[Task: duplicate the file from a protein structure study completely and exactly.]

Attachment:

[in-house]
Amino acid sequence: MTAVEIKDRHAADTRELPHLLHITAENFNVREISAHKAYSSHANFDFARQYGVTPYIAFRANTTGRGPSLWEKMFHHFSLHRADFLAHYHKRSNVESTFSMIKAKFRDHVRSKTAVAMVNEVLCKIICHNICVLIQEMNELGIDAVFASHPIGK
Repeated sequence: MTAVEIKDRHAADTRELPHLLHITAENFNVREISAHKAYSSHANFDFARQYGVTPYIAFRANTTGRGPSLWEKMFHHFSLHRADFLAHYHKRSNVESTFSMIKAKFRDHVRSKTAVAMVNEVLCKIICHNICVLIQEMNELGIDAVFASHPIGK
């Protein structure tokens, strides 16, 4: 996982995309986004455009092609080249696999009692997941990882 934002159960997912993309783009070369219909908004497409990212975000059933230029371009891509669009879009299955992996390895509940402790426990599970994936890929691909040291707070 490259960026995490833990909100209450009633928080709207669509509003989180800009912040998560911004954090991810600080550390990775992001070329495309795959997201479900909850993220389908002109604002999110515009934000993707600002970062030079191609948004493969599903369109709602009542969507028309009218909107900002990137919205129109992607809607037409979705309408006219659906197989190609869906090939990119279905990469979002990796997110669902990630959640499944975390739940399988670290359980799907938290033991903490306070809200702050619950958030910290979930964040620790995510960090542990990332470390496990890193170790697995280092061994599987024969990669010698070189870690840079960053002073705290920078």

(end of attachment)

[in-house]
Amino acid sequence: MTAVEIKDRHAADTRELPHLLHITAENFNVREISAHKAYSSHANFDFARQYGVTPYIAFRANTTGRGPSLWEKMFHHFSLHRADFLAHYHKRSNVESTFSMIKAKFRDHVRSKTAVAMVNEVLCKIICHNICVLIQEMNELGIDAVFASHPIGK
Repeated sequence: MTAVEIKDRHAADTRELPHLLHITAENFNVREISAHKAYSSHANFDFARQYGVTPYIAFRANTTGRGPSLWEKMFHHFSLHRADFLAHYHKRSNVESTFSMIKAKFRDHVRSKTAVAMVNEVLCKIICHNICVLIQEMNELGIDAVFASHPIGK
């Protein structure tokens, strides 16, 4: 996982995309986004455009092609080249696999009692997941990882 934002159960997912993309783009070369219909908004497409990212975000059933230029371009891509669009879009299955992996390895509940402790426990599970994936890929691909040291707070 490259960026995490833990909100209450009633928080709207669509509003989180800009912040998560911004954090991810600080550390990775992001070329495309795959997201479900909850993220389908002109604002999110515009934000993707600002970062030079191609948004493969599903369109709602009542969507028309009218909107900002990137919205129109992607809607037409979705309408006219659906197989190609869906090939990119279905990469979002990796997110669902990630959640499944975390739940399988670290359980799907938290033991903490306070809200702050619950958030910290979930964040620790995510960090542990990332470390496990890193170790697995280092061994599987024969990669010698070189870690840079960053002073705290920078």